(Bloomberg) -- American Express Co. reported revenue that topped estimates in the first three months of the year as consumers continued to flock to the company’s premium credit-card offerings.  

Revenue jumped 11% to $15.8 billion in the first quarter, the New York-based credit-card giant said in a statement on Friday. That beat the $15.77 billion average of analyst estimates compiled by Bloomberg. 

As a result, Amex said it still expects full-year revenue to grow as much as 11% compared to 2023. Earnings per share should still be in a range of $12.65 to $13.15.

“We continue to attract high-spending, high credit-quality customers to the franchise,” Chief Executive Officer Steve Squeri said in the statement.  

Spending on the firm’s cards jumped 6% to $367 billion, which was slightly higher than the $366 billion analysts in the Bloomberg survey were calling for. That led to profits of $2.44 billion in the quarter, which also topped estimates.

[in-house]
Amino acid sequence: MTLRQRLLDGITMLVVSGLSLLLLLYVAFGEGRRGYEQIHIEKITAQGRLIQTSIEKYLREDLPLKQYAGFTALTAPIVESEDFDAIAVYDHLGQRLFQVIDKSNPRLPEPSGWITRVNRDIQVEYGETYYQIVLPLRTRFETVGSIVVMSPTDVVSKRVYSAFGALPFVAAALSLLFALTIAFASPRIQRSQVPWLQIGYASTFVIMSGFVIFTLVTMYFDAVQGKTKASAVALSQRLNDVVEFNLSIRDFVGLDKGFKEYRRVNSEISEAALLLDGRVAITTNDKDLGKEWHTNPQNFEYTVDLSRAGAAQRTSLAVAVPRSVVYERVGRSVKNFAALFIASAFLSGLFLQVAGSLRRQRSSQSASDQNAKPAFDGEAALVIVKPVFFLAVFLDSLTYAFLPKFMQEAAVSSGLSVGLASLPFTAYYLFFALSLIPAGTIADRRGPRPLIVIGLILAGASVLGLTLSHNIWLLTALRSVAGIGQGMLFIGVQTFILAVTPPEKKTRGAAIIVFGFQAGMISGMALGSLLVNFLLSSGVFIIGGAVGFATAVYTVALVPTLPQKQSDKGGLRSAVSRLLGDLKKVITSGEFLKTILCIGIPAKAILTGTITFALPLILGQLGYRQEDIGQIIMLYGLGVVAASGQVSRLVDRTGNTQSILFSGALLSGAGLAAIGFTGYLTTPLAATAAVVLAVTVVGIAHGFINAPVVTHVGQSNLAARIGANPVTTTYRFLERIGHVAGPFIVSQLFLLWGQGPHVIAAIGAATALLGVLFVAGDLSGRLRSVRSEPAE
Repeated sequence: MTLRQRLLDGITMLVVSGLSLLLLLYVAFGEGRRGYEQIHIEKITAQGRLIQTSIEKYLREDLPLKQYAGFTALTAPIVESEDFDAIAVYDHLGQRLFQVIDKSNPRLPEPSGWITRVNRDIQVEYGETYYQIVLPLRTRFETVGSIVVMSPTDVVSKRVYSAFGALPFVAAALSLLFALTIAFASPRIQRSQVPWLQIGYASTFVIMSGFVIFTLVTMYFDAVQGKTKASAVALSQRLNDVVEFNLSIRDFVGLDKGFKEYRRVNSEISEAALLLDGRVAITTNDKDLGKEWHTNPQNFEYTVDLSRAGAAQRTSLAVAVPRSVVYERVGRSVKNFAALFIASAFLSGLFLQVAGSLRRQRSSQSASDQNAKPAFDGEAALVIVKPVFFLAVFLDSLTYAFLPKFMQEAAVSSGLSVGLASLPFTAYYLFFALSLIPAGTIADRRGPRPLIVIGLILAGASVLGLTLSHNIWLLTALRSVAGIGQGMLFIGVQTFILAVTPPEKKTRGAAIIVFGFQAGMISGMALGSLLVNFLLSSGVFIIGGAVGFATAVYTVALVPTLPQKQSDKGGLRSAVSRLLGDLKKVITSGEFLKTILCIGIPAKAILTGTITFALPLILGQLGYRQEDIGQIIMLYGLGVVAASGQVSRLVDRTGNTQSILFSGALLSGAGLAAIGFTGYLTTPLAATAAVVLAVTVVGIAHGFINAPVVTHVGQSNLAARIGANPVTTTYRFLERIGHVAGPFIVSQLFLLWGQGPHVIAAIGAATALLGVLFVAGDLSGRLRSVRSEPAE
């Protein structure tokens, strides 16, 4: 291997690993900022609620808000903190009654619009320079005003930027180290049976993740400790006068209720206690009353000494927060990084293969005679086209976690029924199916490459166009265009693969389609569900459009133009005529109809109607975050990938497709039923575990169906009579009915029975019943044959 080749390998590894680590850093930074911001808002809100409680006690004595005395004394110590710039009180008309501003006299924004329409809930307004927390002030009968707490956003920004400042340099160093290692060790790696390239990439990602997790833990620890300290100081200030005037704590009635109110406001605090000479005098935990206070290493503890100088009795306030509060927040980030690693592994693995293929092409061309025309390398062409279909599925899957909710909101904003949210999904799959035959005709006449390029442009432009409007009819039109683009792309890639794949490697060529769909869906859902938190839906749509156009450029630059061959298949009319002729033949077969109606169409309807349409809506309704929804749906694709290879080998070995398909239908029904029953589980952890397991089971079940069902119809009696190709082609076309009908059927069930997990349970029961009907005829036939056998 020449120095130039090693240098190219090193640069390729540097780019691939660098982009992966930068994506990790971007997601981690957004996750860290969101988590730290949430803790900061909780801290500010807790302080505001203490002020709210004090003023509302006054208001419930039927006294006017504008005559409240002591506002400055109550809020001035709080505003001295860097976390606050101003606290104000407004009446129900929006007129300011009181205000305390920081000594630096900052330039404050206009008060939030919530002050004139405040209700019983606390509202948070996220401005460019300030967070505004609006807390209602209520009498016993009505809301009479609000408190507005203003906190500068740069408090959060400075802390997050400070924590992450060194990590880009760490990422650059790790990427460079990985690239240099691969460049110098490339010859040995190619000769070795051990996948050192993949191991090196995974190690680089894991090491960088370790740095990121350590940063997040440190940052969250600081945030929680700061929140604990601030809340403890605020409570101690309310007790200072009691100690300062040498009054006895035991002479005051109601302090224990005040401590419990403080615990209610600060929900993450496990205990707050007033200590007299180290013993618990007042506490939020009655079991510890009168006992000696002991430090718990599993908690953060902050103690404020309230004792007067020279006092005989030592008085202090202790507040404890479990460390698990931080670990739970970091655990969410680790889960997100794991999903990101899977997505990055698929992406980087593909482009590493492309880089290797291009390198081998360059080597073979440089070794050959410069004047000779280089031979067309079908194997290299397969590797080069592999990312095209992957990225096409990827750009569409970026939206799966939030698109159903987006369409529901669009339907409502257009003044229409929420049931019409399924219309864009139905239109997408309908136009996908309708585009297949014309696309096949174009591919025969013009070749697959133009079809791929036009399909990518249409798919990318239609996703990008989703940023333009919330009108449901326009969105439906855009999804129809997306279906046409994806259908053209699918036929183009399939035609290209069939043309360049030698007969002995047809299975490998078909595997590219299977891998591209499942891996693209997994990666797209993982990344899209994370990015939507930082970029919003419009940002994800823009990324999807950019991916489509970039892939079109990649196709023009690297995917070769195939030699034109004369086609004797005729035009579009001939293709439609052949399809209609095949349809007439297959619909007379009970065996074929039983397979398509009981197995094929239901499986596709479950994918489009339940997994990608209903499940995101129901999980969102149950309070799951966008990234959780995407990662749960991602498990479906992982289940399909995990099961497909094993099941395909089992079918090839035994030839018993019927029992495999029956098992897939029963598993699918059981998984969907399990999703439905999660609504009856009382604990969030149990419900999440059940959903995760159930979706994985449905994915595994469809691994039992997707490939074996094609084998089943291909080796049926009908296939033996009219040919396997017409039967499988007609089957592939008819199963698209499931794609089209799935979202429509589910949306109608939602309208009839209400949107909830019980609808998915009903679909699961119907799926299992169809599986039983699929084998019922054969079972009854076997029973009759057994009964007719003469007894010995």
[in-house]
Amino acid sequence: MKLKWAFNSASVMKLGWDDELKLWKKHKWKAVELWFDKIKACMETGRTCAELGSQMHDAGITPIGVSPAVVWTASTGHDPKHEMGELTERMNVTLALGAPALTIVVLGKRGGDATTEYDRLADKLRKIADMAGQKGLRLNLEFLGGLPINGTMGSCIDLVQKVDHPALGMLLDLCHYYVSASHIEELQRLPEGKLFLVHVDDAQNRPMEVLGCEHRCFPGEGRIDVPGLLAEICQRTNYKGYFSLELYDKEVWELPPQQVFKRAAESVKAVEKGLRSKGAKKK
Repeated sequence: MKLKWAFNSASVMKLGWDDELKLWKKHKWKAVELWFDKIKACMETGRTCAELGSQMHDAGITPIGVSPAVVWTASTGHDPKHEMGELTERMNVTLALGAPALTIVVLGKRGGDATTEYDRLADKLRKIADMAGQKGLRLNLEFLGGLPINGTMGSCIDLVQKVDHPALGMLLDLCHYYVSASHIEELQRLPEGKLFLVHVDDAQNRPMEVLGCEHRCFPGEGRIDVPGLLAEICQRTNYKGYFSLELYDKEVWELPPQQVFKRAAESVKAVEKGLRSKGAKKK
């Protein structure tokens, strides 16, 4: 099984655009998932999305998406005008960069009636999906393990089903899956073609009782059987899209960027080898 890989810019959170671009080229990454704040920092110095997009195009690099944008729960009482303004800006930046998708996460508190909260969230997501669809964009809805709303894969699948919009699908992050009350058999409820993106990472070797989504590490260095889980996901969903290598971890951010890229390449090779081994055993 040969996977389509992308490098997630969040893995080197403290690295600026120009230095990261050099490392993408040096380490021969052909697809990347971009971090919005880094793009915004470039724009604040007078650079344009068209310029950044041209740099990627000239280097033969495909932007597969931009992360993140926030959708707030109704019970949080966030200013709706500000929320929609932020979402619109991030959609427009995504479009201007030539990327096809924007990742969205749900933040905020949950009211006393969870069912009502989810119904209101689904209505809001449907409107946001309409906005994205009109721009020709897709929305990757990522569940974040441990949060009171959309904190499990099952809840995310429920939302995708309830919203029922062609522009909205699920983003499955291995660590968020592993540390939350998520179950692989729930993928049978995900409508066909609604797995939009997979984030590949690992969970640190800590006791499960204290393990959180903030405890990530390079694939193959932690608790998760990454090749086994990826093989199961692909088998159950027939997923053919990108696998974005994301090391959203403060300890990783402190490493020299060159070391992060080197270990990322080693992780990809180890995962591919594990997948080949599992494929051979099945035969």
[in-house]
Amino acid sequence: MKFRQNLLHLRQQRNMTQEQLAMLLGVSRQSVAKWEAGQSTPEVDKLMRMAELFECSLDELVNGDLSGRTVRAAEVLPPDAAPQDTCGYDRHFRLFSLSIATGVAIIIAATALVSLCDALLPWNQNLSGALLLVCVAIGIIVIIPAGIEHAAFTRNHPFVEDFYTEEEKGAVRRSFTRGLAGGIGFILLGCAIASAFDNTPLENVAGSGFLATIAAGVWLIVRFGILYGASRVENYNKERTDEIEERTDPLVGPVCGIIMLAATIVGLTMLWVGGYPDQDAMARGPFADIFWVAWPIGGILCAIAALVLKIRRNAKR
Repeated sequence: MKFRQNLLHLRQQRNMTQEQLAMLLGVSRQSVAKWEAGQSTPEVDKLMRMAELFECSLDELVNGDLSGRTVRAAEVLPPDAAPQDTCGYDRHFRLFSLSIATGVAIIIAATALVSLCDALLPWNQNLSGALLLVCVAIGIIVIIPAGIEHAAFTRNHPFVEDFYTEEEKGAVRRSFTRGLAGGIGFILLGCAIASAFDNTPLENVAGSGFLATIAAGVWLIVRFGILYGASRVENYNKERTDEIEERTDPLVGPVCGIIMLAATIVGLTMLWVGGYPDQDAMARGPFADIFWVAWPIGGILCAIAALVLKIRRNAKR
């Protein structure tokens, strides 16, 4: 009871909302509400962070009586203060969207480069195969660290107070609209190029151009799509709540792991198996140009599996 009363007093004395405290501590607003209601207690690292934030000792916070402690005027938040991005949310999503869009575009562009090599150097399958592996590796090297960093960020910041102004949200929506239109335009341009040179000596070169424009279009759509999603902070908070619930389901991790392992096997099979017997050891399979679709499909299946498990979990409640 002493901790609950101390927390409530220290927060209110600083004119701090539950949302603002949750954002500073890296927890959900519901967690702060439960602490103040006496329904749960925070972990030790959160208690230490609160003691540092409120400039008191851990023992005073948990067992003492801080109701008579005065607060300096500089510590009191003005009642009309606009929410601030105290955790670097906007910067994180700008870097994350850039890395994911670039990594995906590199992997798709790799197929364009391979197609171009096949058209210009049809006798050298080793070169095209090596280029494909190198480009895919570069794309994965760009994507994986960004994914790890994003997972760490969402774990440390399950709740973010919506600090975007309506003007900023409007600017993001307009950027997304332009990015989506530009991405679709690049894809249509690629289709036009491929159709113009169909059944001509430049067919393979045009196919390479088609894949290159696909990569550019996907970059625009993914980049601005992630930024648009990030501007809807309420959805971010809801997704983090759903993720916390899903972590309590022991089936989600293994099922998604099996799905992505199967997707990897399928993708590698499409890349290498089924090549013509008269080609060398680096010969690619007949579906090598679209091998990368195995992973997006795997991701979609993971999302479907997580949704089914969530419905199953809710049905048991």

Amex, known for products like its $695-a-year Platinum card, announced during the quarter that it would revamp its credit-cards with Delta Air Lines Inc., the firm’s largest co-brand partner. The added perks come with higher annual fees. 

Consumers have continued to flock to such products and cards that come with a fee accounted for 70% of Amex’s new account acquisitions in the quarter. Net card fees soared 15% to $1.97 billion. 

Spending on airline travel jumped 9% in the quarter and that was boosted by bookings for so-called front-of-cabin tickets, like first class or business class seats, Chief Financial Officer Christophe Le Caillec said in an interview.

“The demand for premium products is not abating,” Le Caillec said. “We’re not seeing any softness at all in terms of demand for premium cards.”

The firm set aside $1.3 billion to cover loans that go bad. While that was higher than the $1.1 billion in provisions it recorded a year ago, it was in line with analyst expectations.

The move comes as industrywide credit-card delinquency rates reached their highest level since at least 2012, according to a recent report by the Federal Reserve Bank of Philadelphia.  

(Updates with net card fees in seventh paragraph, CFO comment in eighth.)

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